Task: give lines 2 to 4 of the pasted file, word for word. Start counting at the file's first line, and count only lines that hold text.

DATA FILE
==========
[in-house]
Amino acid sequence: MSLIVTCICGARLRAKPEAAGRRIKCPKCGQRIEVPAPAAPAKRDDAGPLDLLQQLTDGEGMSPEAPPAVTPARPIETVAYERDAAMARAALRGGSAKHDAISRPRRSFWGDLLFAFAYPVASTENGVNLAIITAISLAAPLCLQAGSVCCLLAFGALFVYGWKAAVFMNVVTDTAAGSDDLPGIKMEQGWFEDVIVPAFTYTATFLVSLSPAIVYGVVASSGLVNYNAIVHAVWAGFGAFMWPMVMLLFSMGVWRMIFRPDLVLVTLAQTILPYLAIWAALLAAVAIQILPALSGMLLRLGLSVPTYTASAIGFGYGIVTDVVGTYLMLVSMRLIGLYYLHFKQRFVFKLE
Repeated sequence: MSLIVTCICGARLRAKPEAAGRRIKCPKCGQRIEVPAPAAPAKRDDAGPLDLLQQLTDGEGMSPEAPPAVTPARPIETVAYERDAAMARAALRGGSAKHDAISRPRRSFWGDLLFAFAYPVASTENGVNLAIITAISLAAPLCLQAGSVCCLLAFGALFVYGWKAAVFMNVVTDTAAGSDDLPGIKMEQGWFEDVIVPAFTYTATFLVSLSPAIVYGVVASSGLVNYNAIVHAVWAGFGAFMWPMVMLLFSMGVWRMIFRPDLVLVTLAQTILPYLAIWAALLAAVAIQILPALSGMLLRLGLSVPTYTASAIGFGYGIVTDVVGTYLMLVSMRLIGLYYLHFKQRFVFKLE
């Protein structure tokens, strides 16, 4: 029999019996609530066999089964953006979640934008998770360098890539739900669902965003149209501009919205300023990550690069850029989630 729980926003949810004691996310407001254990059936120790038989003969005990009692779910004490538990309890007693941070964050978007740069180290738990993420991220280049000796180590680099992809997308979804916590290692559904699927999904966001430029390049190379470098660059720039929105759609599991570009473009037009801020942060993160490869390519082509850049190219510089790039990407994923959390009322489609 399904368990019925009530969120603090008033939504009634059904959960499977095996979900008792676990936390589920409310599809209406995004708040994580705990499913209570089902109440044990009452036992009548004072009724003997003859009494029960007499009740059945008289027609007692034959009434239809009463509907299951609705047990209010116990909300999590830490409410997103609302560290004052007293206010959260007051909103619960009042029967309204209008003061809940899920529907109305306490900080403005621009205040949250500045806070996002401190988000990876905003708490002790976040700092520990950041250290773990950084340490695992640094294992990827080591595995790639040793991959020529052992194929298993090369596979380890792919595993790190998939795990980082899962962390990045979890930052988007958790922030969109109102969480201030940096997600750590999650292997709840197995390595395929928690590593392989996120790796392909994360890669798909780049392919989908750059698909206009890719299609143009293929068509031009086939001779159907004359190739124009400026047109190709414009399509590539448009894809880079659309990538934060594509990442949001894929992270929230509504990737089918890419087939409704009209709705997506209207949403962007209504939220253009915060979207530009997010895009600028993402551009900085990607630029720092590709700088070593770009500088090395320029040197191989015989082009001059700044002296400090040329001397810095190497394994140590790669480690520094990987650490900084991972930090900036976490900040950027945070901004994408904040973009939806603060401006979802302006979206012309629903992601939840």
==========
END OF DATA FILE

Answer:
Amino acid sequence: MSLIVTCICGARLRAKPEAAGRRIKCPKCGQRIEVPAPAAPAKRDDAGPLDLLQQLTDGEGMSPEAPPAVTPARPIETVAYERDAAMARAALRGGSAKHDAISRPRRSFWGDLLFAFAYPVASTENGVNLAIITAISLAAPLCLQAGSVCCLLAFGALFVYGWKAAVFMNVVTDTAAGSDDLPGIKMEQGWFEDVIVPAFTYTATFLVSLSPAIVYGVVASSGLVNYNAIVHAVWAGFGAFMWPMVMLLFSMGVWRMIFRPDLVLVTLAQTILPYLAIWAALLAAVAIQILPALSGMLLRLGLSVPTYTASAIGFGYGIVTDVVGTYLMLVSMRLIGLYYLHFKQRFVFKLE
Repeated sequence: MSLIVTCICGARLRAKPEAAGRRIKCPKCGQRIEVPAPAAPAKRDDAGPLDLLQQLTDGEGMSPEAPPAVTPARPIETVAYERDAAMARAALRGGSAKHDAISRPRRSFWGDLLFAFAYPVASTENGVNLAIITAISLAAPLCLQAGSVCCLLAFGALFVYGWKAAVFMNVVTDTAAGSDDLPGIKMEQGWFEDVIVPAFTYTATFLVSLSPAIVYGVVASSGLVNYNAIVHAVWAGFGAFMWPMVMLLFSMGVWRMIFRPDLVLVTLAQTILPYLAIWAALLAAVAIQILPALSGMLLRLGLSVPTYTASAIGFGYGIVTDVVGTYLMLVSMRLIGLYYLHFKQRFVFKLE
């Protein structure tokens, strides 16, 4: 029999019996609530066999089964953006979640934008998770360098890539739900669902965003149209501009919205300023990550690069850029989630 729980926003949810004691996310407001254990059936120790038989003969005990009692779910004490538990309890007693941070964050978007740069180290738990993420991220280049000796180590680099992809997308979804916590290692559904699927999904966001430029390049190379470098660059720039929105759609599991570009473009037009801020942060993160490869390519082509850049190219510089790039990407994923959390009322489609 399904368990019925009530969120603090008033939504009634059904959960499977095996979900008792676990936390589920409310599809209406995004708040994580705990499913209570089902109440044990009452036992009548004072009724003997003859009494029960007499009740059945008289027609007692034959009434239809009463509907299951609705047990209010116990909300999590830490409410997103609302560290004052007293206010959260007051909103619960009042029967309204209008003061809940899920529907109305306490900080403005621009205040949250500045806070996002401190988000990876905003708490002790976040700092520990950041250290773990950084340490695992640094294992990827080591595995790639040793991959020529052992194929298993090369596979380890792919595993790190998939795990980082899962962390990045979890930052988007958790922030969109109102969480201030940096997600750590999650292997709840197995390595395929928690590593392989996120790796392909994360890669798909780049392919989908750059698909206009890719299609143009293929068509031009086939001779159907004359190739124009400026047109190709414009399509590539448009894809880079659309990538934060594509990442949001894929992270929230509504990737089918890419087939409704009209709705997506209207949403962007209504939220253009915060979207530009997010895009600028993402551009900085990607630029720092590709700088070593770009500088090395320029040197191989015989082009001059700044002296400090040329001397810095190497394994140590790669480690520094990987650490900084991972930090900036976490900040950027945070901004994408904040973009939806603060401006979802302006979206012309629903992601939840």